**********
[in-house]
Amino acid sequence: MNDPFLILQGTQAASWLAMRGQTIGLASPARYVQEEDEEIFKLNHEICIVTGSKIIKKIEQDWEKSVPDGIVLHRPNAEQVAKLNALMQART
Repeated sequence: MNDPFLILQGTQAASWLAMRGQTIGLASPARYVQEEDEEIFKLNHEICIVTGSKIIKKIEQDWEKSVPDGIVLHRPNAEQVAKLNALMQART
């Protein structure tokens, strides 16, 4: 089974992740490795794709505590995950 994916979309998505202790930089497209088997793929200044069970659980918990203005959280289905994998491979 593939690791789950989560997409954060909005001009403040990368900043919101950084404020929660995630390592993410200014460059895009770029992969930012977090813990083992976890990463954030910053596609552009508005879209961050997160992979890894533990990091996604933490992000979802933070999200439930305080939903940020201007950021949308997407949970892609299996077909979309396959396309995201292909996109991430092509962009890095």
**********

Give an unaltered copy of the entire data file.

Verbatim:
[in-house]
Amino acid sequence: MNDPFLILQGTQAASWLAMRGQTIGLASPARYVQEEDEEIFKLNHEICIVTGSKIIKKIEQDWEKSVPDGIVLHRPNAEQVAKLNALMQART
Repeated sequence: MNDPFLILQGTQAASWLAMRGQTIGLASPARYVQEEDEEIFKLNHEICIVTGSKIIKKIEQDWEKSVPDGIVLHRPNAEQVAKLNALMQART
């Protein structure tokens, strides 16, 4: 089974992740490795794709505590995950 994916979309998505202790930089497209088997793929200044069970659980918990203005959280289905994998491979 593939690791789950989560997409954060909005001009403040990368900043919101950084404020929660995630390592993410200014460059895009770029992969930012977090813990083992976890990463954030910053596609552009508005879209961050997160992979890894533990990091996604933490992000979802933070999200439930305080939903940020201007950021949308997407949970892609299996077909979309396959396309995201292909996109991430092509962009890095």